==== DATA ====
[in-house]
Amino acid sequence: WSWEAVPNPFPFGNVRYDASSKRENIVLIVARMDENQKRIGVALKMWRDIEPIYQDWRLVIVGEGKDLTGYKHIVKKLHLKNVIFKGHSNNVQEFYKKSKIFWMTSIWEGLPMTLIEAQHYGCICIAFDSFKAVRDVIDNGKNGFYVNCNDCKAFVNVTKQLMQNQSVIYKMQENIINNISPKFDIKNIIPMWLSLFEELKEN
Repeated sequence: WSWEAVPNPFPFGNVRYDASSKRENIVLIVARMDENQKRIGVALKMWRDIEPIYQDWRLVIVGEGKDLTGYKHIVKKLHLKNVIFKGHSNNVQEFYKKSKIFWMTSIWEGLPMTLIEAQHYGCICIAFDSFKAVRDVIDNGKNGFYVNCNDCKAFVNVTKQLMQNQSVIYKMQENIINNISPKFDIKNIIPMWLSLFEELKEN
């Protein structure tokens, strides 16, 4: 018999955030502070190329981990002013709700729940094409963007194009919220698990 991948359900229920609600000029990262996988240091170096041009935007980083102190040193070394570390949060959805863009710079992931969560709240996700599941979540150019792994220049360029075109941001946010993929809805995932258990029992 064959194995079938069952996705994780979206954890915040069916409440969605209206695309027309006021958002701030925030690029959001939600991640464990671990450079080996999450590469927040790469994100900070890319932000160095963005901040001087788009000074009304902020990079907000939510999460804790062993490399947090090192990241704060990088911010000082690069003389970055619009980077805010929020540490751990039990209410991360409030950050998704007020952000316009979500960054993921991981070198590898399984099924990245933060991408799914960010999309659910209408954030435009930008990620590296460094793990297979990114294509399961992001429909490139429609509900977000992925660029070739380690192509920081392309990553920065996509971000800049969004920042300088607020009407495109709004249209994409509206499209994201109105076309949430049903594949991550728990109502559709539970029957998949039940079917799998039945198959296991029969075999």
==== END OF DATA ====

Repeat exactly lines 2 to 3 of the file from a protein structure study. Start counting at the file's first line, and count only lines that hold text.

Amino acid sequence: WSWEAVPNPFPFGNVRYDASSKRENIVLIVARMDENQKRIGVALKMWRDIEPIYQDWRLVIVGEGKDLTGYKHIVKKLHLKNVIFKGHSNNVQEFYKKSKIFWMTSIWEGLPMTLIEAQHYGCICIAFDSFKAVRDVIDNGKNGFYVNCNDCKAFVNVTKQLMQNQSVIYKMQENIINNISPKFDIKNIIPMWLSLFEELKEN
Repeated sequence: WSWEAVPNPFPFGNVRYDASSKRENIVLIVARMDENQKRIGVALKMWRDIEPIYQDWRLVIVGEGKDLTGYKHIVKKLHLKNVIFKGHSNNVQEFYKKSKIFWMTSIWEGLPMTLIEAQHYGCICIAFDSFKAVRDVIDNGKNGFYVNCNDCKAFVNVTKQLMQNQSVIYKMQENIINNISPKFDIKNIIPMWLSLFEELKEN